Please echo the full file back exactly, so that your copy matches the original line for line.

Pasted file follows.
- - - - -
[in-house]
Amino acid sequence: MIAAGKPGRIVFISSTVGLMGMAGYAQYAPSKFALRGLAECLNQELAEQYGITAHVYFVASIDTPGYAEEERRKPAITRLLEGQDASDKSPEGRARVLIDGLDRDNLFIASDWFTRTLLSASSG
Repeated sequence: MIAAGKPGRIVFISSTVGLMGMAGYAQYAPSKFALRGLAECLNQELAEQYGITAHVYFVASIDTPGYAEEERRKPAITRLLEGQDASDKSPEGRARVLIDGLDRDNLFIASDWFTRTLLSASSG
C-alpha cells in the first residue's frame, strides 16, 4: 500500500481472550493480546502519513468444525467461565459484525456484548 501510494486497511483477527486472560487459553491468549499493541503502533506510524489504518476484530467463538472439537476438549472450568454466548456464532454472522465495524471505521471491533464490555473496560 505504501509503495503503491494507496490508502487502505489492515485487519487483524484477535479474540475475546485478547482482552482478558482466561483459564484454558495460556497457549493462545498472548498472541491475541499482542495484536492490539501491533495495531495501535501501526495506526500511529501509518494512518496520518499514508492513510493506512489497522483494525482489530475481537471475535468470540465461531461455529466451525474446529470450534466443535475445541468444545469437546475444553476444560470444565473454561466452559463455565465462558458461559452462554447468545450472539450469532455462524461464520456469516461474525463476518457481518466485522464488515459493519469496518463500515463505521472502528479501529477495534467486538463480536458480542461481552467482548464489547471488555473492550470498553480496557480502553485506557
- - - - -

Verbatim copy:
[in-house]
Amino acid sequence: MIAAGKPGRIVFISSTVGLMGMAGYAQYAPSKFALRGLAECLNQELAEQYGITAHVYFVASIDTPGYAEEERRKPAITRLLEGQDASDKSPEGRARVLIDGLDRDNLFIASDWFTRTLLSASSG
Repeated sequence: MIAAGKPGRIVFISSTVGLMGMAGYAQYAPSKFALRGLAECLNQELAEQYGITAHVYFVASIDTPGYAEEERRKPAITRLLEGQDASDKSPEGRARVLIDGLDRDNLFIASDWFTRTLLSASSG
C-alpha cells in the first residue's frame, strides 16, 4: 500500500481472550493480546502519513468444525467461565459484525456484548 501510494486497511483477527486472560487459553491468549499493541503502533506510524489504518476484530467463538472439537476438549472450568454466548456464532454472522465495524471505521471491533464490555473496560 505504501509503495503503491494507496490508502487502505489492515485487519487483524484477535479474540475475546485478547482482552482478558482466561483459564484454558495460556497457549493462545498472548498472541491475541499482542495484536492490539501491533495495531495501535501501526495506526500511529501509518494512518496520518499514508492513510493506512489497522483494525482489530475481537471475535468470540465461531461455529466451525474446529470450534466443535475445541468444545469437546475444553476444560470444565473454561466452559463455565465462558458461559452462554447468545450472539450469532455462524461464520456469516461474525463476518457481518466485522464488515459493519469496518463500515463505521472502528479501529477495534467486538463480536458480542461481552467482548464489547471488555473492550470498553480496557480502553485506557